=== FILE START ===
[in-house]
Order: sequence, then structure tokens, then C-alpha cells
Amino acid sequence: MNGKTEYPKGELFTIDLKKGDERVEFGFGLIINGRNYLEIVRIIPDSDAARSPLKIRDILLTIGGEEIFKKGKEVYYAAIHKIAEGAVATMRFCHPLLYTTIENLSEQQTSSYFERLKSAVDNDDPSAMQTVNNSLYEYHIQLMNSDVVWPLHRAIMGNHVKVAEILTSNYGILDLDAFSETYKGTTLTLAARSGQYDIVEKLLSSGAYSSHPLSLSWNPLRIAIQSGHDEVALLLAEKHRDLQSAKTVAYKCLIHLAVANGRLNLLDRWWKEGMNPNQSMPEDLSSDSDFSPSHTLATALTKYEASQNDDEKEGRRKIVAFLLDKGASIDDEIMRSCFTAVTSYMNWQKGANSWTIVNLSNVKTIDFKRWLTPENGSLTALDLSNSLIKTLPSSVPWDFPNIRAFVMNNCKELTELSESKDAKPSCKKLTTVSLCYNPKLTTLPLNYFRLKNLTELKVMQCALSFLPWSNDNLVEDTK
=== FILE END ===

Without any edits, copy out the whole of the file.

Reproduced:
[in-house]
Order: sequence, then structure tokens, then C-alpha cells
Amino acid sequence: MNGKTEYPKGELFTIDLKKGDERVEFGFGLIINGRNYLEIVRIIPDSDAARSPLKIRDILLTIGGEEIFKKGKEVYYAAIHKIAEGAVATMRFCHPLLYTTIENLSEQQTSSYFERLKSAVDNDDPSAMQTVNNSLYEYHIQLMNSDVVWPLHRAIMGNHVKVAEILTSNYGILDLDAFSETYKGTTLTLAARSGQYDIVEKLLSSGAYSSHPLSLSWNPLRIAIQSGHDEVALLLAEKHRDLQSAKTVAYKCLIHLAVANGRLNLLDRWWKEGMNPNQSMPEDLSSDSDFSPSHTLATALTKYEASQNDDEKEGRRKIVAFLLDKGASIDDEIMRSCFTAVTSYMNWQKGANSWTIVNLSNVKTIDFKRWLTPENGSLTALDLSNSLIKTLPSSVPWDFPNIRAFVMNNCKELTELSESKDAKPSCKKLTTVSLCYNPKLTTLPLNYFRLKNLTELKVMQCALSFLPWSNDNLVEDTK